Two generations earlier, Moses Grandy worked in several maritime trades that he described in his Narrative of the Life of Moses Grandy, Late a Slave in the United States of America (1843). Over three decades, he operated a river ferry in Camden County, captained barges between Elizabeth City and Norfolk, and crewed a schooner on Albemarle Sound. After purchasing his freedom, he served on packets that ran along the eastern seaboard and eventually on brigs and schooners that sailed the high seas.
Far to the south of Grandy's haunts, a Wilmington stevedore named Thomas H. Jones was no less a part of maritime life. In The Experience of Thomas H. Jones, Who Was a Slave for Forty-Three Years (ca. 1854), he chronicled how loading and unloading seagoing vessels exposed him daily to sailors and boatmen from up and down the Atlantic coast. He eventually used his position to identify a sea captain willing to transport his wife, Mary, and their three children to New York and later negotiated his own escape with a black sailor bound for the same city. None of the three maritime careers was exceptional in that era. All highlight a lost African American maritime culture whose vitality and significance still speak to us.
In Zora Neale Hurston's lyrical novel Their Eyes Were Watching God, her heroine Janie is comparing love to the sea when she says, "It takes its shape from de shore it meets, and it's different with every shore," but she could just as well have been speaking of the lives of African American maritime laborers. As I waded through archival records in my research for The Waterman's Song, I was first struck merely by the sheer magnitude of African American involvement in maritime society. I soon realized, however, how remarkably varied maritime life was within North Carolina waters. A bustling seaport like Wilmington, a quiet river town like Camden, a remote piloting village like Portsmouth, a mullet fishing camp at Core Banks, and a canal-digging outpost in the Great Dismal Swamp represented virtually different maritime worlds. In them, race relationships and the degrees of slaves' independence, mobility, and access to the political and cultural currents of Atlantic shipping varied enormously. Yet, for all their diversity, maritime trade and travel also united the state's beaches, wharves, and pilot camps, so that the lives of black watermen, like magician's hoops, were simultaneously held together and apart, distinctive but interconnected too.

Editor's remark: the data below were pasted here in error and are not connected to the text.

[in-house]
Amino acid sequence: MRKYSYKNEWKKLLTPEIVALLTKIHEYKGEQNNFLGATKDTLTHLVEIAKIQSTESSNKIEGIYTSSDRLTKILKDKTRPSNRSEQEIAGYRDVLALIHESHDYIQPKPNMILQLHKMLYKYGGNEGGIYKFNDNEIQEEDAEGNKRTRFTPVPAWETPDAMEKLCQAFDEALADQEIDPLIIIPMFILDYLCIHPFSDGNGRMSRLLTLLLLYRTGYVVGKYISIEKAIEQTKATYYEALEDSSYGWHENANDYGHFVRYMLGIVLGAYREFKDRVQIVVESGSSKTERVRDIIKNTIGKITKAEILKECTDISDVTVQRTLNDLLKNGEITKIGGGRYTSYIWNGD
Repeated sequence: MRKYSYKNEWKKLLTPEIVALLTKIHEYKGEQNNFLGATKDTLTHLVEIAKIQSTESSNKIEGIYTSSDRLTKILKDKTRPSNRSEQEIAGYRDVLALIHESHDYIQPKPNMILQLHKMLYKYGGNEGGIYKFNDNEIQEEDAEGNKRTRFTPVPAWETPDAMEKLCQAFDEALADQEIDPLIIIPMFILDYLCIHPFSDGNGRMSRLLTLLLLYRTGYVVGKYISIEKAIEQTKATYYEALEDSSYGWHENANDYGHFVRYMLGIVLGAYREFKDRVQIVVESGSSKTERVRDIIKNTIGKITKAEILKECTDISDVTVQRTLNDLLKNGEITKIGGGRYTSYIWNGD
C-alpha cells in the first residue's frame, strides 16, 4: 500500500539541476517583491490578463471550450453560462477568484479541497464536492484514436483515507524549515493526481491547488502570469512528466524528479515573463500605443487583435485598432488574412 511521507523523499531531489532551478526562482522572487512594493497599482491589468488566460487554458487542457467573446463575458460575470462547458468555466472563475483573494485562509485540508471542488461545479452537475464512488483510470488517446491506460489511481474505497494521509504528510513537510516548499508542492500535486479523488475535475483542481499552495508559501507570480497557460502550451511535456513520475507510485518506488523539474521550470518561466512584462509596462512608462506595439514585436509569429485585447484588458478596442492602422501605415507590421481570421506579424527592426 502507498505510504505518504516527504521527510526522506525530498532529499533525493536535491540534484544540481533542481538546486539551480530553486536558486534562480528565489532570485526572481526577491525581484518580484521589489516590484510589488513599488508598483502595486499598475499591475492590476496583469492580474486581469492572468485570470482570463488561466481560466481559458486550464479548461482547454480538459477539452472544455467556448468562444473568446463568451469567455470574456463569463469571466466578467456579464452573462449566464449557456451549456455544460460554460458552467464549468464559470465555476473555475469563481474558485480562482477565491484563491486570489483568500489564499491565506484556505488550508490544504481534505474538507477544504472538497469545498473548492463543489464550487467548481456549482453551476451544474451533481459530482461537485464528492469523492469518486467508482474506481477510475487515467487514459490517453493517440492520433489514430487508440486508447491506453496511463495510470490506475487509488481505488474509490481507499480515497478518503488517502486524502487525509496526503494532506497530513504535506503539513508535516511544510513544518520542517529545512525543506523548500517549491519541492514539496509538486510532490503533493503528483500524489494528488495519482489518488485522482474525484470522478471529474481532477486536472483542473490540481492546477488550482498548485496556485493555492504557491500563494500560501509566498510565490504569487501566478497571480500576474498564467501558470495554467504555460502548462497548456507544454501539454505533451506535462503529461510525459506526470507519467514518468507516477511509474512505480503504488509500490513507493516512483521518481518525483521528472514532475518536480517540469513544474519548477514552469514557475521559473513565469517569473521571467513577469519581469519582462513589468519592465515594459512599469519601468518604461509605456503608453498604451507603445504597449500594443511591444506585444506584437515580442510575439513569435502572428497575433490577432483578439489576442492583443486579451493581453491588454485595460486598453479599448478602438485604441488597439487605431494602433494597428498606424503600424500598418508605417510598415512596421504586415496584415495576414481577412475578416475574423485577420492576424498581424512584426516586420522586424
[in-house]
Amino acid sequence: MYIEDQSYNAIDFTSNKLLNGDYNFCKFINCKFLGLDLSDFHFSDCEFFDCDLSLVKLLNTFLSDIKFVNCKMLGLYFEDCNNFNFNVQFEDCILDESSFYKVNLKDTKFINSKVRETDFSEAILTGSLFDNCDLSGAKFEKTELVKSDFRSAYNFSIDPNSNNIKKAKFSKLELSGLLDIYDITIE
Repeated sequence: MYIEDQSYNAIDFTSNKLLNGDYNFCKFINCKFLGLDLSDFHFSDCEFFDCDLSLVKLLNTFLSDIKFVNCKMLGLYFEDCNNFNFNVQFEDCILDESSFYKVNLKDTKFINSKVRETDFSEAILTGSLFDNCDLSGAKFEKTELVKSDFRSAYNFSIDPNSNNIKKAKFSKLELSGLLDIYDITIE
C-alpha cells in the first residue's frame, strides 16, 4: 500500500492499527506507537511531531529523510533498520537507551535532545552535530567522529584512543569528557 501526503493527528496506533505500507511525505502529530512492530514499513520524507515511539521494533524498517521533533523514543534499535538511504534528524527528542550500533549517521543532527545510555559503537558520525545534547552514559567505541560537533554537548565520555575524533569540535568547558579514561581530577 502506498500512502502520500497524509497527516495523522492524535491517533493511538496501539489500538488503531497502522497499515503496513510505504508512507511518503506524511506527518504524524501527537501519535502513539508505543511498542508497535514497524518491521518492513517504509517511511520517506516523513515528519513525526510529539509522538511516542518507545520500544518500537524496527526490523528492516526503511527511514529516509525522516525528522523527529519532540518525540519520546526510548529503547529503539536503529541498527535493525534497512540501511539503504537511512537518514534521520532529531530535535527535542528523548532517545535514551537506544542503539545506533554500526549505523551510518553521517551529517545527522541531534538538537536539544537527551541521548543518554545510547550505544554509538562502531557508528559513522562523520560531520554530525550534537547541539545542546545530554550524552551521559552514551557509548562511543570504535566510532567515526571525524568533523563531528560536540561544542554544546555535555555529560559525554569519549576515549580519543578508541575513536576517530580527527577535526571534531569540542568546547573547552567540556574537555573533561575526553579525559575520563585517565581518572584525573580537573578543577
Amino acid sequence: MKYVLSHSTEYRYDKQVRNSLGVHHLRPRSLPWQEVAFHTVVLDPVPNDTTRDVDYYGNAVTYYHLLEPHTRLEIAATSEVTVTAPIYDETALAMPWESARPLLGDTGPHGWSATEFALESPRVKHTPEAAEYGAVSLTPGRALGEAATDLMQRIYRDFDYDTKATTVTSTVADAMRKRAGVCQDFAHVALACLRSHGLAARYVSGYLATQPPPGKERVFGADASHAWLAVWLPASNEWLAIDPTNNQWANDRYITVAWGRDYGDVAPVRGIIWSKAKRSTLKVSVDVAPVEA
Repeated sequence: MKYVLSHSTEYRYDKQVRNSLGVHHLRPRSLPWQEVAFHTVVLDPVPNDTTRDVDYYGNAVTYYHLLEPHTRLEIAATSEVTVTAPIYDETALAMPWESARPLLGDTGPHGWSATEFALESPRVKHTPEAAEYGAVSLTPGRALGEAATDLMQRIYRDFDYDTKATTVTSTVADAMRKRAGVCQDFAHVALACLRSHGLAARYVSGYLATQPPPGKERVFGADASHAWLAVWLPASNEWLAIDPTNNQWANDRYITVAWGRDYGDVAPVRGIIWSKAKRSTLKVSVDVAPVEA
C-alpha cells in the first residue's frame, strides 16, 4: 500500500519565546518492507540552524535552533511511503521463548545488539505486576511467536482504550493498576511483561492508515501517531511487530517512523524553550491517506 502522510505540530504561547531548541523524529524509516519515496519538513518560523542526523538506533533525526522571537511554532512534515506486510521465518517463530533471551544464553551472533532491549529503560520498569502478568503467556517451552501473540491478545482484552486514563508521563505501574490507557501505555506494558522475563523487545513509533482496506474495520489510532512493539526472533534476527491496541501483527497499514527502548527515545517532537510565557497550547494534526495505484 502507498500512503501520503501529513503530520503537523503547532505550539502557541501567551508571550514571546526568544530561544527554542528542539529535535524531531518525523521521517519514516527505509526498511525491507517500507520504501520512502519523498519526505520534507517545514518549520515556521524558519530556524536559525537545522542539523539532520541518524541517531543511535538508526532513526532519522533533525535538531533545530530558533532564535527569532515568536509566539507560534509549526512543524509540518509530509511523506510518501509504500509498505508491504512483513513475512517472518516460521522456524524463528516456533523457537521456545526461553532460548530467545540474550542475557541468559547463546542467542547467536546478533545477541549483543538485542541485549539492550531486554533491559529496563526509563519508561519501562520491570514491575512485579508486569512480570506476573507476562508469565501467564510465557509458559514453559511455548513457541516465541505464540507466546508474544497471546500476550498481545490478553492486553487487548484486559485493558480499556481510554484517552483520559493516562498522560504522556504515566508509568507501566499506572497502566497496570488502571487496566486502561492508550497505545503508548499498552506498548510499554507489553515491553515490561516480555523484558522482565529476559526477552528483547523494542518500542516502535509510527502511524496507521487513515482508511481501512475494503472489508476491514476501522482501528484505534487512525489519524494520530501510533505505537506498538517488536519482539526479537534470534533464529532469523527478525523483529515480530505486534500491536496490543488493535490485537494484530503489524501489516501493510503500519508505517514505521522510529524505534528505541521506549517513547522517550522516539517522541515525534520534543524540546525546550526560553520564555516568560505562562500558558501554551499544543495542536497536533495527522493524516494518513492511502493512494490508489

I gradually recognized common patterns in African American maritime life. No pattern emerged more forcefully than that of black watermen serving as key agents of antislavery thought and militant resistance to slavery. The nature of their labors frequently meant that they could not be supervised closely, if at all, for days or even weeks. For all their grueling toil and severe hardships, many maritime black laborers traveled widely, grew acquainted with slaves and free blacks over a wide territory, and dealt with seamen who connected them to the revolutionary politics that coursed the black Atlantic. Almost invariably, black watermen appeared at the core of abolitionist activity, slave insurrections, and other antislavery activism in North Carolina. When a slave insurrection spread across the coastal plain in 1775, a black waterman named Merrick was one of the two main conspirators. When another slave revolt, later known as Gabriel's Rebellion, swept southside Virginia and the Albemarle Sound vicinity in 1800, and again in 1802, slave rivermen directed the rebels, passing secret plans for the uprising along waterways. In the aftermath of Nat Turner's bloody revolt in southside Virginia in 1831, dozens of maritime slaves at Portsmouth Island, North Carolina, absconded with a schooner and disappeared into the Atlantic, their escape foiled only by an ill-timed nor'easter. In antebellum Wilmington, a slave harbor pilot named Peter was at the heart of a far-reaching conspiracy to help fugitive slaves board seagoing vessels bound for New England and Canada. At the outbreak of the Civil War, black watermen led a massive boatlift of slaves from the state's interior to freedom in Union-occupied seaports and islands. Liberated slave watermen piloted Union vessels and shared their knowledge of local navigation, undercutting one of the few advantages held by Confederate forces--their familiarity with local waters.